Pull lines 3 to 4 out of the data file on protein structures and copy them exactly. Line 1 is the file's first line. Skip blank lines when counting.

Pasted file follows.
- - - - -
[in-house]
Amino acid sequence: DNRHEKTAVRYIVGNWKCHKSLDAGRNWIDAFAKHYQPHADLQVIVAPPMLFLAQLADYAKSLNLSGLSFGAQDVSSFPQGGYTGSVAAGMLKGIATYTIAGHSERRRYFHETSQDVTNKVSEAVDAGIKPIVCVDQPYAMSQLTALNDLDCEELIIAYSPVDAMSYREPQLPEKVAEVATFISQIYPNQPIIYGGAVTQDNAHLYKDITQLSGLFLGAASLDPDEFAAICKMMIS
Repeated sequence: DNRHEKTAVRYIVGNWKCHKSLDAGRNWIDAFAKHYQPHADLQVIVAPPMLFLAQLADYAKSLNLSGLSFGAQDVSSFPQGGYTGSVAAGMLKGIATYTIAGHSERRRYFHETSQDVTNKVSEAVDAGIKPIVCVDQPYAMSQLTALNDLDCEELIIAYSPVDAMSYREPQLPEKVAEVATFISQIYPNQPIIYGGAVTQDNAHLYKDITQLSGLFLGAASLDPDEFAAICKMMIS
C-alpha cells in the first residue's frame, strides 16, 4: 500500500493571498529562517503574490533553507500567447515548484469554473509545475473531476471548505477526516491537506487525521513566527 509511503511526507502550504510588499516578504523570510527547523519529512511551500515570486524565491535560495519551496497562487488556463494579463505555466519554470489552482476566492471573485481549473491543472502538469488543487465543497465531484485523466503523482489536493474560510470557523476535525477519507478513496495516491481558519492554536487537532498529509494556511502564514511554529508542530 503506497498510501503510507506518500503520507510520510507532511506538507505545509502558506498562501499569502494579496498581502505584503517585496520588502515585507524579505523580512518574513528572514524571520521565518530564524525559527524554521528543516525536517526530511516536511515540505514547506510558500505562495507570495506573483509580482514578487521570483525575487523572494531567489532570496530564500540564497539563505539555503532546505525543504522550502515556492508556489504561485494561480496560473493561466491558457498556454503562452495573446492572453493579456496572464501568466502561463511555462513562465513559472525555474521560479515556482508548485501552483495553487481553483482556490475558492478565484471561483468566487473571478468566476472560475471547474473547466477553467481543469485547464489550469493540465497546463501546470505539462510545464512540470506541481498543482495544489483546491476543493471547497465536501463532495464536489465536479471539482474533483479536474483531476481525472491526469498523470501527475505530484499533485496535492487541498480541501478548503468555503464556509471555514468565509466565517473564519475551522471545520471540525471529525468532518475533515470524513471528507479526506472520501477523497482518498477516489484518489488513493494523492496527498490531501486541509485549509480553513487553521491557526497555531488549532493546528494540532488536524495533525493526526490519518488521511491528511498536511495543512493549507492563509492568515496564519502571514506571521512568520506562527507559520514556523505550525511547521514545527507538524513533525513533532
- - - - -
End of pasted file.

Repeated sequence: DNRHEKTAVRYIVGNWKCHKSLDAGRNWIDAFAKHYQPHADLQVIVAPPMLFLAQLADYAKSLNLSGLSFGAQDVSSFPQGGYTGSVAAGMLKGIATYTIAGHSERRRYFHETSQDVTNKVSEAVDAGIKPIVCVDQPYAMSQLTALNDLDCEELIIAYSPVDAMSYREPQLPEKVAEVATFISQIYPNQPIIYGGAVTQDNAHLYKDITQLSGLFLGAASLDPDEFAAICKMMIS
C-alpha cells in the first residue's frame, strides 16, 4: 500500500493571498529562517503574490533553507500567447515548484469554473509545475473531476471548505477526516491537506487525521513566527 509511503511526507502550504510588499516578504523570510527547523519529512511551500515570486524565491535560495519551496497562487488556463494579463505555466519554470489552482476566492471573485481549473491543472502538469488543487465543497465531484485523466503523482489536493474560510470557523476535525477519507478513496495516491481558519492554536487537532498529509494556511502564514511554529508542530 503506497498510501503510507506518500503520507510520510507532511506538507505545509502558506498562501499569502494579496498581502505584503517585496520588502515585507524579505523580512518574513528572514524571520521565518530564524525559527524554521528543516525536517526530511516536511515540505514547506510558500505562495507570495506573483509580482514578487521570483525575487523572494531567489532570496530564500540564497539563505539555503532546505525543504522550502515556492508556489504561485494561480496560473493561466491558457498556454503562452495573446492572453493579456496572464501568466502561463511555462513562465513559472525555474521560479515556482508548485501552483495553487481553483482556490475558492478565484471561483468566487473571478468566476472560475471547474473547466477553467481543469485547464489550469493540465497546463501546470505539462510545464512540470506541481498543482495544489483546491476543493471547497465536501463532495464536489465536479471539482474533483479536474483531476481525472491526469498523470501527475505530484499533485496535492487541498480541501478548503468555503464556509471555514468565509466565517473564519475551522471545520471540525471529525468532518475533515470524513471528507479526506472520501477523497482518498477516489484518489488513493494523492496527498490531501486541509485549509480553513487553521491557526497555531488549532493546528494540532488536524495533525493526526490519518488521511491528511498536511495543512493549507492563509492568515496564519502571514506571521512568520506562527507559520514556523505550525511547521514545527507538524513533525513533532